Poulter first shot to fame in his early teens, earning many plaudits for playing the lead role in acclaimed 2007 comedy Son of Rambow, and in the time since he’s amassed a wealth of impressive and varied credits. His filmography makes for interesting reading, comprising a range of often very different projects, including both franchise fare like The Maze Runner series and more small-scale films. (He was also all set to take on one of the lead roles in Amazon’s upcoming Lord of the Rings TV series before a schedule clash put an end to those plans.)
Among his filmography are works from some of the world’s best and most celebrated directors – Kathryn Bigelow, Alejandro Innaritu and Ari Aster to name just three. There are many more filmmakers Poulter would love to work with, (“my list is so long that you would have to shut me up”, he laughs) but he singles out Barry Jenkins and Andrea Arnold as two directors he’d particularly like to collaborate with, both of whom’s work he says ties into his aforementioned desire to make films which have a positive social application at their forefront.
Despite learning from some of the best, though, if Poulter is to move behind the camera himself at some point it won’t be for a while yet. “I don’t see myself doing it for a number of years,” he says when questioned about the possibility of directing. “I feel so green still in terms of acting and with the amount that I still need to learn, I’d love to be able to do it, I just honestly couldn’t say myself whether I’m capable now.”
We’ll have to make do with Poulter as an actor for now, then, and that certainly won’t be cause for complaint among film fans. As his willingness to take on Crime and Punishment attests, one thing that seems to have characterised many of the films Poulter has appeared in is a certain degree of intensity; in addition to his role in Detroit, other recent examples include his turn in the famously gruelling The Revenant and in Ari Aster’s 2019 horror masterpiece Midsommar. Poulter pauses when asked if he deliberately opts for intense roles. “I do like things that are inherently challenging and testing,” he says, after a while. “I think if it’s kind of pushing me to my limits or stretching me then I’m sort of enjoying it more.”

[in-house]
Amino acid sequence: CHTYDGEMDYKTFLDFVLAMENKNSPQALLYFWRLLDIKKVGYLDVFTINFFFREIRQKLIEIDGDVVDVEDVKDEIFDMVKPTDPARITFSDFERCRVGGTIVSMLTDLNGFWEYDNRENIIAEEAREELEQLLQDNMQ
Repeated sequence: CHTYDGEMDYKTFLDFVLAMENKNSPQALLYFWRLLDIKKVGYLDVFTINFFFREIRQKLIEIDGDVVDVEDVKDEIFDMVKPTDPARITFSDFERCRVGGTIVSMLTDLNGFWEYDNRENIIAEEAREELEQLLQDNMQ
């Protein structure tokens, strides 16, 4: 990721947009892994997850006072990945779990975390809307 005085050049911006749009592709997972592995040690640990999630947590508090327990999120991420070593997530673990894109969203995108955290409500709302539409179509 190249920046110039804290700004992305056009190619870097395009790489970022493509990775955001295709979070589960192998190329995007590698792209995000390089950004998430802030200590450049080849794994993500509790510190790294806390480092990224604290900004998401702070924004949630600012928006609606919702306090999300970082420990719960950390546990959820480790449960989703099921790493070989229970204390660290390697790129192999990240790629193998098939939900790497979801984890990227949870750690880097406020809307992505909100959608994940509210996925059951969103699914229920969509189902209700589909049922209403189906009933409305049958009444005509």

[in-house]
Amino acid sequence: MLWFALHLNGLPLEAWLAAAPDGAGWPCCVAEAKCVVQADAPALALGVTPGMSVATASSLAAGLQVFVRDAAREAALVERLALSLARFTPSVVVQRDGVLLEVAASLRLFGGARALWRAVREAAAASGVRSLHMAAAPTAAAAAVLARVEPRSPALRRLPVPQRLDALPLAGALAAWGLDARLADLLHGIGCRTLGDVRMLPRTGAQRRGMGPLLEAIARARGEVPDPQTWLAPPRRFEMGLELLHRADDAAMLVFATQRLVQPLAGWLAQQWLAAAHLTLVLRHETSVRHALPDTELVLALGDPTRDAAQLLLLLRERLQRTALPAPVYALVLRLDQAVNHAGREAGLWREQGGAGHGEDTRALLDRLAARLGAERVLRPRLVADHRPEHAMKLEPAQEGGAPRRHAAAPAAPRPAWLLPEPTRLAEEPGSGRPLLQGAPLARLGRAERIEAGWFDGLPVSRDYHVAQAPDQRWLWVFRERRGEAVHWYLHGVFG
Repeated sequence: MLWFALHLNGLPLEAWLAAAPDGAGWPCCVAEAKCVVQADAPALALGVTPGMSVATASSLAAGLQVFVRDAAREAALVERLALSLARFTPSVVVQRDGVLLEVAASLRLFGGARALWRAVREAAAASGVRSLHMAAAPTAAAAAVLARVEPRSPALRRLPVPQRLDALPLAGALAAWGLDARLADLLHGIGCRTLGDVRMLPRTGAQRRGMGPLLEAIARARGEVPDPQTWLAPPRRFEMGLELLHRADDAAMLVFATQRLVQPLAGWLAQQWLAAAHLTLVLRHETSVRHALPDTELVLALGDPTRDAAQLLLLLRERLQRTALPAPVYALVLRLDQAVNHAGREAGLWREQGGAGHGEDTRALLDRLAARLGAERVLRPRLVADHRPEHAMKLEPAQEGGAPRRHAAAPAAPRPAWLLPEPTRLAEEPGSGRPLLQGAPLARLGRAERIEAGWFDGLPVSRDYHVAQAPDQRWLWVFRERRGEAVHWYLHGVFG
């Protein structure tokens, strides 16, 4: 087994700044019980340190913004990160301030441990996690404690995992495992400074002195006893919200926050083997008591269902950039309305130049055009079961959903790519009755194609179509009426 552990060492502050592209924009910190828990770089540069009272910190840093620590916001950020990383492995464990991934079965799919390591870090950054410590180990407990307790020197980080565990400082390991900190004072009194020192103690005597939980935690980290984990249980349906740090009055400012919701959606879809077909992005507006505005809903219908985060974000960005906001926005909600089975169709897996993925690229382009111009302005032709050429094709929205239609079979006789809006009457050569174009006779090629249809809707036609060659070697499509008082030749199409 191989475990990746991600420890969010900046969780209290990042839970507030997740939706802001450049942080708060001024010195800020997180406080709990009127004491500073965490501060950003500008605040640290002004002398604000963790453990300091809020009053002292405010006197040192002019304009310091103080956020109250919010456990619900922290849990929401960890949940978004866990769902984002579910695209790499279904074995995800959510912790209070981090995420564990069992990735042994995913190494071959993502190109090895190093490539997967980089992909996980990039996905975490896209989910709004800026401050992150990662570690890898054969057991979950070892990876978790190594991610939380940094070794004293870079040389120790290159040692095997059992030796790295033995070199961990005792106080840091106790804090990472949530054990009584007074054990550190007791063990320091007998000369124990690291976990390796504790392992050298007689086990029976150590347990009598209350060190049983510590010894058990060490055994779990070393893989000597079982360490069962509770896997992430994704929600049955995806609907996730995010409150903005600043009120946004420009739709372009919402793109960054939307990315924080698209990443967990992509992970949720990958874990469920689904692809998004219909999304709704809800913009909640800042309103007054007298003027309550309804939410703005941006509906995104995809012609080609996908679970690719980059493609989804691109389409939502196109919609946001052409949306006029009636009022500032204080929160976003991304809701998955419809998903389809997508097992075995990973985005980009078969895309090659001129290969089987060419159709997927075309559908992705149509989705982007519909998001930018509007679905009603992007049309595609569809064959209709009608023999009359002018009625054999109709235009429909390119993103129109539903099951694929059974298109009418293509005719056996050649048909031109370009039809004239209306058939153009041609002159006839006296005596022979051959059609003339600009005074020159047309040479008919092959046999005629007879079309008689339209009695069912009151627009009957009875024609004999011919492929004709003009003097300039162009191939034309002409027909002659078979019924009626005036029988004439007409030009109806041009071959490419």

Perhaps one of the most interesting projects he has been involved in recently is the Black Mirror episode Bandersnatch – something which stretched not only Poulter but also the nature of narrative TV itself. The episode marked Netflix’s first move into ‘choose-your-own-adventure’ type storytelling, a move which continued this year with an interactive episode of popular sitcom Unbreakable Kimmy Schmidt. So given the role he played in the streaming platform’s first steps into this type of programme, does Poulter find himself invested in where the future of the medium goes?
Will Poulter and Fionn Whitehead in Black Mirror Season 5 (Netflix)
“It’s really interesting to see how that develops, for sure” he says. “I was really grateful to be part of Netflix’s first foray – or anyone’s first foray into that world. It’s very, very challenging but it’s interesting anytime technology is used to re-engage people and activate the viewer. I myself am guilty of turning on a TV programme or a film and checking my phone or being distracted or getting up without pausing something unnecessarily. So I think the interesting thing about something like Bandersnatch is it was hard not to stay locked in.”
Whether or not interactive TV is something that has legs to survive is unclear, but Poulter himself is certainly someone who will be sticking around for a long time – and with the actor’s career still in its infancy, it will be extremely interesting to see what still lies in store. Poulter himself has high hopes for the future, not just for his own career but for the state of the film industry in general, which he thinks has a huge chance to take stock from the current moment.
“My hope is that away from coronavirus now more than ever we really think as creatives and as people in various positions of privilege in this industry very carefully about the messaging that we’re sending out and how our projects are influencing society,” he says. “I just hope we continue to be more inclusive and think in a more responsible way about representation, both behind the camera and in front.”
Crime And Punishment, narrated by Will Poulter, is available exclusively on Audible from 21st September. Find out what to watch with our TV Guide.